ERS, in addition to serving as cross reactive targets of antiviral immunity, may also have a direct role in regulating immune responses. A synthetic heptadecapeptide (CKS-17) corresponding to the transmembrane domain of of the env protein conserved among many exogenous and endogenous retroviruses has potent immunosuppressive properties (table3).66 ERS and other retrotransposable elements possess a relatively high mobility and thus represent a major factor in shaping and reorganisation of the eukaryotic genome.67 The ERS HERV-K10 was found to have an integration site in the human complement C2 gene.68 Variable repeats of this element may have a role in polymorphism and differential expression of C2 loci. Integration of a 5.3 kb ETn retrotransposon in the FasR gene locus resulted in dysruption of this apoptosis pathway in lupus prone MRL/lpr mice.69

    Table 3

    Viral proteins mimic immunoregulatory abnormalities of rheumatic disease

    VIRAL PROTEINS MODULATE CYTOKINE PRODUCTION

    Functional abnormalities of T and B cells have been correlated with an altered cytokine production profile in patients with rheumatic disease.70 Secretion of T helper type 1 (Th1) cytokines, interleukin 2 (IL2), interferon γ (IFNγ), and IL12, necessary for maintenance of a classic T cell mediated immunity, is diminished while production of Th2 cytokines, in particular, IL4, IL5, IL6 and IL10, promoting B cell function, is increased in patients with SLE.70 This marked shift in cytokine production may be related to a fundamental biochemical defect manifested in deficiencies of protein kinase A activity, increased phosphatidylinositol turnover and diminished protein kinase C activities in lupus T cells.71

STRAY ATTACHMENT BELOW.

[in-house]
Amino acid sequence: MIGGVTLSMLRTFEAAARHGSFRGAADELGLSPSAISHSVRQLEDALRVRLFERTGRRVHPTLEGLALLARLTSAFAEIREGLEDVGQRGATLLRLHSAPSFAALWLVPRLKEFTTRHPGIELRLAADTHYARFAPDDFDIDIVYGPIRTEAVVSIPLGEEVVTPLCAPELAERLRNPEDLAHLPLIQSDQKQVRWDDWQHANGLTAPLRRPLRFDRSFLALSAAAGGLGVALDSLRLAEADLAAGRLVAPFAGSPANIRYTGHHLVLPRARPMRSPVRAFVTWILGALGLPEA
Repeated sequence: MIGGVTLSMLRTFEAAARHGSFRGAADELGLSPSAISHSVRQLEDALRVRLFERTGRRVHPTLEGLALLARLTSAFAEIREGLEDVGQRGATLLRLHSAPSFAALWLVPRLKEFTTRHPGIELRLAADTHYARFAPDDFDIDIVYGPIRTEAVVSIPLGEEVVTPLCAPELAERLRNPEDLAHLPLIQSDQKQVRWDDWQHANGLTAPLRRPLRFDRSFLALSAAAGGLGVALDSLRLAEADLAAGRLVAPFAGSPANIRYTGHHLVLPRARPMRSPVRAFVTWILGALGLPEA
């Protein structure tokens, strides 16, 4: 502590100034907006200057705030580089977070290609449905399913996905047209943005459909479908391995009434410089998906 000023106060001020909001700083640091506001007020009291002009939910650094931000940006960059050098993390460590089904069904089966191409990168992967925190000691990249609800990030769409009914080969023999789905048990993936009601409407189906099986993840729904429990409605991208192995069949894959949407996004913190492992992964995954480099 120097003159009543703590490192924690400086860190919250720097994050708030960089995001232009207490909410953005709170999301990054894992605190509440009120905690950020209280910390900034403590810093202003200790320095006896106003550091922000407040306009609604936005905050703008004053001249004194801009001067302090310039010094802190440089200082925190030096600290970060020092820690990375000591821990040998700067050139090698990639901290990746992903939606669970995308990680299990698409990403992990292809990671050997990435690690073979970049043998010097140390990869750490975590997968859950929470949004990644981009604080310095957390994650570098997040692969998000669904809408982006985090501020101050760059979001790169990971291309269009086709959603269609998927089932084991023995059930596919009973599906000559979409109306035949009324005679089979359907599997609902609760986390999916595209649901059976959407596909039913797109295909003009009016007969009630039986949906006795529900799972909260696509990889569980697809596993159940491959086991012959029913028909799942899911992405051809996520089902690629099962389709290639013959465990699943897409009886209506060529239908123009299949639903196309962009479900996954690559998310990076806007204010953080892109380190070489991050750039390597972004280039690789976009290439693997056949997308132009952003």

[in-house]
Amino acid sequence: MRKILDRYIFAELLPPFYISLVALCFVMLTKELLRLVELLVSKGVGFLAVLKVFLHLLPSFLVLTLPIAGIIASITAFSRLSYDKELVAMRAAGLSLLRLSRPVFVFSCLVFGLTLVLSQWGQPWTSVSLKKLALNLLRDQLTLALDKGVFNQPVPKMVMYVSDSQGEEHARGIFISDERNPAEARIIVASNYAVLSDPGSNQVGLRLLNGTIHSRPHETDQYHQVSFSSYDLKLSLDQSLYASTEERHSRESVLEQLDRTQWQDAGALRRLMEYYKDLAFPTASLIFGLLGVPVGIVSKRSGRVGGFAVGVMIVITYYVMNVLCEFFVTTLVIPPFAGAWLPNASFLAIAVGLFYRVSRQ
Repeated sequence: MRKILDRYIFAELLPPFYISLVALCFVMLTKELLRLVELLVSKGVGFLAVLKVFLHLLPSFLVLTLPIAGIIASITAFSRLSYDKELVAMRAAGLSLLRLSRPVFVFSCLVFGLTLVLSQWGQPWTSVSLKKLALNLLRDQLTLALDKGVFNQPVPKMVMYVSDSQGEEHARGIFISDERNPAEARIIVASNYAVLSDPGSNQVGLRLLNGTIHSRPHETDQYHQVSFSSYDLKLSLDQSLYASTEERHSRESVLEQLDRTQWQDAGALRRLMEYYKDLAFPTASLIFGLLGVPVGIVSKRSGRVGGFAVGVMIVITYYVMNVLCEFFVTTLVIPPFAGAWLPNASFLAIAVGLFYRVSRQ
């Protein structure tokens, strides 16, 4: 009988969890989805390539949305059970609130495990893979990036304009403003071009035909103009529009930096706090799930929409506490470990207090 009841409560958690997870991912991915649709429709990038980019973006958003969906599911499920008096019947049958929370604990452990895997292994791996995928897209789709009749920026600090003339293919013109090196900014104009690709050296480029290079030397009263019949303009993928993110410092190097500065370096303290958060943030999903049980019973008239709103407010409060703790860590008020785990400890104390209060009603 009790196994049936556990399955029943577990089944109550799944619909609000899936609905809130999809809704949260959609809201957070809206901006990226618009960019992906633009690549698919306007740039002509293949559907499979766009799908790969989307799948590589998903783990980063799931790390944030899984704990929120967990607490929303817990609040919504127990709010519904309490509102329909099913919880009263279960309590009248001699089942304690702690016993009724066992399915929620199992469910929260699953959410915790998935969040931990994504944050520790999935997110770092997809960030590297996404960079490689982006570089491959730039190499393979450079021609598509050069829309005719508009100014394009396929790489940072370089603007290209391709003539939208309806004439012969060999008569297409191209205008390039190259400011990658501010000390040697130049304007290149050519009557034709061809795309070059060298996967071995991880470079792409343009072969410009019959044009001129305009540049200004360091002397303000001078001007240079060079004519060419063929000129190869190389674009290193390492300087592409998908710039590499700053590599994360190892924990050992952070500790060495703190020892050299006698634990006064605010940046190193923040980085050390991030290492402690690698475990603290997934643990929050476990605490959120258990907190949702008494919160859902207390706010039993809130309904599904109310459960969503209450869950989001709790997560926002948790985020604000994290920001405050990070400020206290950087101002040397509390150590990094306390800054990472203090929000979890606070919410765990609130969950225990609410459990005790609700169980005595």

Changes in production of cytokines similar to those in patients with SLE, a shift from a Th1 to a Th2 type cytokine profile, have been described as a result of HIV-1 infection.72 CD4 T cell decline is mediated by an increased rate of apoptosis or programmed cell death (PCD).40 Interestingly, Th1 type cytokines protect against apoptosis, while Th2 cytokines increase PCD.72 Accelerated apoptosis has also been described in SLE.41 Moreover, apoptosis has been associated with a compartmentalised release of autoantigens in patients with SLE.73 These observations raise the possibility that increased apoptosis and autoantibody production may be mediated by somewhat similar mechanisms both in AIDS and SLE. Thenef, and tatgenes of HIV-1 are thought to mediate a Th1 to Th2 shift in cytokine production (table 3). A synthetic envheptadecapeptide, CKS-17 down regulates cell mediated immune responses,66 possibly via suppression of Th1 type cytokine production.74 The CKS-17 motif was found to be highly conserved among infectious and endogenous retroviruses.74Down regulation of IL2 production in HIV infected cells was also linked with inhibition of protein kinase C (PKC) activity and influx of Ca++ .75 US28 of HCMV binds members of the α or C-C family of chemokines.76 Polymorphisms of chemokine receptors are important factors determining sensitivity to infection by HIV-1.77 Development of CAEV induced arthritis is also associated with a Th1 to Th2 shift in cytokine production.36

    VIRAL PROTEINS MODULATE ANTIGEN PRESENTATION